5. Disclosure performs for the first time in the States. Two months after releasing "White Noise" and two months before dropping the game-changing debut LP Settle, the Lawrence brothers, then 22 and 19 years old, popped their stateside cherries as Disclosure on UMF's Live Stage in 2013. Despite playing at 3 p.m. (an hour before Matt & Kim), the young men drew a substantial crowd and spent most of the set gushing about how excited they were to be there. If the world had only known they'd go on to inspire a musical movement — well, some of us had a hunch.

6. Snoop Dogg smokes out Ultra two weekends in a row. For its 15th-annual edition, UMF went all-out on a two-weekend extravaganza. Many of Ultra's favorite DJs came through, but no one behind the decks could top the legendary Snoop Dogg. He performed to a huge crowd both weekends, delivering cuts from his then-new reggae album, Snoop Lion. But mostly he smoked out the crowd to his biggest gangsta hits. He even brought his buddy Boys Noize out to perform their collaboration "Got It."

7. Swedish House Mafia sees its beginning and end. Steve Angello, Axwell, and Sebastian Ingrosso shook the world with their crème de l'EDM superstar trio, Swedish House Mafia. With hits like "One," "Save the World," "Antidote," "Greyhound," and "Don't You Worry Child," the group defined what it meant to be a giant EDM-pop crossover machine. SHM began and ended its career with Ultra performances, in 2010 and a teary-eyed 2013. Fans still hope the trio will perform at the 20th anniversary, but the guys and their teams continue to deny it, so maybe don't hold your breath.

8. Eric Prydz unleashes Holo. If you have a new song, you debut it at Ultra, and if you have a new groundbreaking stage production, well, debut it at Ultra. In 2014, the legendary Eric Prydz blew minds when he introduced the assaultive illumination of his hologram show, Holo, using a projection-mapped-based LED sequence that gave his Epic performance more depth. The spectacle took place on the already-juiced Main Stage, so it suffices to say this show burned retinas.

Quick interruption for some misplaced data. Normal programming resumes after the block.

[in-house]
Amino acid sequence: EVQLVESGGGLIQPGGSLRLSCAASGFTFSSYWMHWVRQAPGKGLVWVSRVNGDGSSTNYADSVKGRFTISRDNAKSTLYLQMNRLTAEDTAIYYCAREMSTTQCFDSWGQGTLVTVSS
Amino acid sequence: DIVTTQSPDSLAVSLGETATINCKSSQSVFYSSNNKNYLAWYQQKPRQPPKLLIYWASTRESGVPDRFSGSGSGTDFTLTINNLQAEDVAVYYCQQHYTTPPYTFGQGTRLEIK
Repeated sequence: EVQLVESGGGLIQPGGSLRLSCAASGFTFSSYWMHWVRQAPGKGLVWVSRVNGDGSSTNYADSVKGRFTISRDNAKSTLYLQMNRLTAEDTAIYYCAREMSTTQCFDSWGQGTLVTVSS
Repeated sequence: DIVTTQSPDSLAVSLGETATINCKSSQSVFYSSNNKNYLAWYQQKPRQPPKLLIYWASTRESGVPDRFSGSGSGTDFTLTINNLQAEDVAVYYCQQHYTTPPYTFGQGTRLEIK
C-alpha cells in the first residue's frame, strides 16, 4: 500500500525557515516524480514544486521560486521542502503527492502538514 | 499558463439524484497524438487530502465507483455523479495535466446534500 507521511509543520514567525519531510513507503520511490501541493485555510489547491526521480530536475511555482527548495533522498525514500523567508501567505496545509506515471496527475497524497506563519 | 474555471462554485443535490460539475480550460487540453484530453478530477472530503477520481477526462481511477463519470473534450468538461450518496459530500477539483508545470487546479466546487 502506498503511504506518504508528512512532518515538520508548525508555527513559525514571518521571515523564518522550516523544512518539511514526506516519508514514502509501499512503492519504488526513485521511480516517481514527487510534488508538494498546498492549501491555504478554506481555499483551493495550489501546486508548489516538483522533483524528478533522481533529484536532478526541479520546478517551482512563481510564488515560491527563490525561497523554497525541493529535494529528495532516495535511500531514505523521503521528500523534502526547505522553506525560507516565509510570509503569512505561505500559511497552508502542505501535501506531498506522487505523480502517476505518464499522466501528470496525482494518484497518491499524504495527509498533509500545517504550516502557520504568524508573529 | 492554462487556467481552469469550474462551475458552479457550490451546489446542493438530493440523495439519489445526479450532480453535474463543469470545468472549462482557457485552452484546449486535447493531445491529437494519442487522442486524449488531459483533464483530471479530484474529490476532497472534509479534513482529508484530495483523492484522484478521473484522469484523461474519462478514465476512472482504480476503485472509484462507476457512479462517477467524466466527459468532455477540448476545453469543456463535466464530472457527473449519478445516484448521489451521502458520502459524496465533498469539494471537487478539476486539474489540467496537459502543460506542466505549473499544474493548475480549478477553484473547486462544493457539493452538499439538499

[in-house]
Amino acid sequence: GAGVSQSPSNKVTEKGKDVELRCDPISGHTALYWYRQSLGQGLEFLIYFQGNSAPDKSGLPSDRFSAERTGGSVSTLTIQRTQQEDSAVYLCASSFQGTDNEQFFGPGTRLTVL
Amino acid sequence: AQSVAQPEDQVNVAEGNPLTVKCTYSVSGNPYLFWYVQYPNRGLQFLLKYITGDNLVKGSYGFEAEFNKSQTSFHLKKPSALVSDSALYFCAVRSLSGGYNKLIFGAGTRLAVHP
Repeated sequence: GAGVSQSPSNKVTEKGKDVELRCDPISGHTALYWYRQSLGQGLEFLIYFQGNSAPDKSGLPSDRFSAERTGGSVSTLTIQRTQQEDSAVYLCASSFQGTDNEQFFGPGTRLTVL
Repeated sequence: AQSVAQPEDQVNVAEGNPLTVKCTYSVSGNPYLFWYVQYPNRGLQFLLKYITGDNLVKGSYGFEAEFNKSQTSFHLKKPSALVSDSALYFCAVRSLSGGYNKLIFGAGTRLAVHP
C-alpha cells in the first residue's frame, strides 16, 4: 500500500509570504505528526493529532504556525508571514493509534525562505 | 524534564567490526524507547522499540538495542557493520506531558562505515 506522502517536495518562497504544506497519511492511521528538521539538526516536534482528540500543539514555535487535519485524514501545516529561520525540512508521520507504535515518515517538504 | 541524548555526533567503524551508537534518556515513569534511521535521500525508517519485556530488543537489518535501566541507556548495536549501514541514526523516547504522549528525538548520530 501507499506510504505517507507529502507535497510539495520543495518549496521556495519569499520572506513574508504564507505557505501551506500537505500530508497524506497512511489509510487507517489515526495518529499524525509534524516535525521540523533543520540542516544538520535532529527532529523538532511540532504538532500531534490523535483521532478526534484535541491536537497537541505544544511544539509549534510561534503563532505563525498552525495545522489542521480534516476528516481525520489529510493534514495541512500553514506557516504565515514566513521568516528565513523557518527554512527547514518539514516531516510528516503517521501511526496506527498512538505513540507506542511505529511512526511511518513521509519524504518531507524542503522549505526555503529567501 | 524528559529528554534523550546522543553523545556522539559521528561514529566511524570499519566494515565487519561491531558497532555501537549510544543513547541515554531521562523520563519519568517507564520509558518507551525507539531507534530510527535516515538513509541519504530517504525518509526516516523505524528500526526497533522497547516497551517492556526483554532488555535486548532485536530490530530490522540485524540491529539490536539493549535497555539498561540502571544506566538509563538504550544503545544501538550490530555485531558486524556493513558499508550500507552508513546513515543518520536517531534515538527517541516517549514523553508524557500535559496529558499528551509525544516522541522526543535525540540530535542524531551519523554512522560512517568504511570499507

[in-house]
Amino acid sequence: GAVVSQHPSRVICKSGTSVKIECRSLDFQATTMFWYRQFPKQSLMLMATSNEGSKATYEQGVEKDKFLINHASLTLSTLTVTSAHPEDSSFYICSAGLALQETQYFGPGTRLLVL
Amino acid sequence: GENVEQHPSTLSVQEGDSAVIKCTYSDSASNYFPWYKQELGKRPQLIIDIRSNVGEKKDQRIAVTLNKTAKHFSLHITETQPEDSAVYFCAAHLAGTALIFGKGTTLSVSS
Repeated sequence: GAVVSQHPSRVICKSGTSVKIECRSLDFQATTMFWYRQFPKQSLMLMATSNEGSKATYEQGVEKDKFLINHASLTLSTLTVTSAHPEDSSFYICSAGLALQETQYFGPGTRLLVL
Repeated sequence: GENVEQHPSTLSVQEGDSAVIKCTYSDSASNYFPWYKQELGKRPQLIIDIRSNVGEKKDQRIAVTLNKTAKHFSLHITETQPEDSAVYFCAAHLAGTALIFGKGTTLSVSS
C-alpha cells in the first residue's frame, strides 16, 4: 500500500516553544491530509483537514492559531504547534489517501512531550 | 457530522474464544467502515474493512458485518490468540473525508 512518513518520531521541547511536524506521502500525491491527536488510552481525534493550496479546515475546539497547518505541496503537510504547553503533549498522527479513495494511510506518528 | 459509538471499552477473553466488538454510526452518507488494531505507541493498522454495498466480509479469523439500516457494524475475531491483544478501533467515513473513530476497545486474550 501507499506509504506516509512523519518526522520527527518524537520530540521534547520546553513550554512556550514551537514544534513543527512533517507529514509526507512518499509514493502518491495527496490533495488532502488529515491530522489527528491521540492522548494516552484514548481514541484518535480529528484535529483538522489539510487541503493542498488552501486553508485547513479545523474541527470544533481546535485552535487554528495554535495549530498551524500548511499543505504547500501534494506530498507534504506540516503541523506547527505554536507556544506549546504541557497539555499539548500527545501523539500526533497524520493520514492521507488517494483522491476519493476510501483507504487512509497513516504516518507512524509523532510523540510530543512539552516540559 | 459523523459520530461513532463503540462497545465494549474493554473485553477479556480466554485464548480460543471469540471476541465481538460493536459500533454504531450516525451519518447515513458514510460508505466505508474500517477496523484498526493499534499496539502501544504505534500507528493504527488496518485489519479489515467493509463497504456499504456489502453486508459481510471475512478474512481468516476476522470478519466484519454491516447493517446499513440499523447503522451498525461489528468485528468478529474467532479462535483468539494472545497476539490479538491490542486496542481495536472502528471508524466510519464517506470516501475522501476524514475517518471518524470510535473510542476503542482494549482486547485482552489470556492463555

9. Pop stars make appearances. As electronic music made inroads into pop music, more pop stars began breaking through onto the Ultra stage. It started when Madonna asked the crowd at Avicii's set if anyone had "seen Molly," but since then, everyone from Usher to Tom Morello to Ariana Grande has made a cameo. The absolute best, though, was when Skrillex ended his Main Stage set in 2015 with Diplo to perform as Jack U and then brought out CL, Diddy, and ultimately Justin Bieber, igniting the young singer's reinvention.

10. The Arcadia Spider is unveiled. Ultra has always been a bastion of underground house and techno names, but when it rebranded one of its stages as Resistance, its efforts went on high notice. The Resistance Stage also drew plenty of attention for its structure — a colossal flame-throwing mechanical spider with acrobats dangling from its legs. If you haven't seen it yet, be sure to catch its nightly performance.

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Kat Bein is a freelance writer and has been described as this publication’s "senior millennial correspondent." She has an impressive, if unhealthy, knowledge of all things pop culture.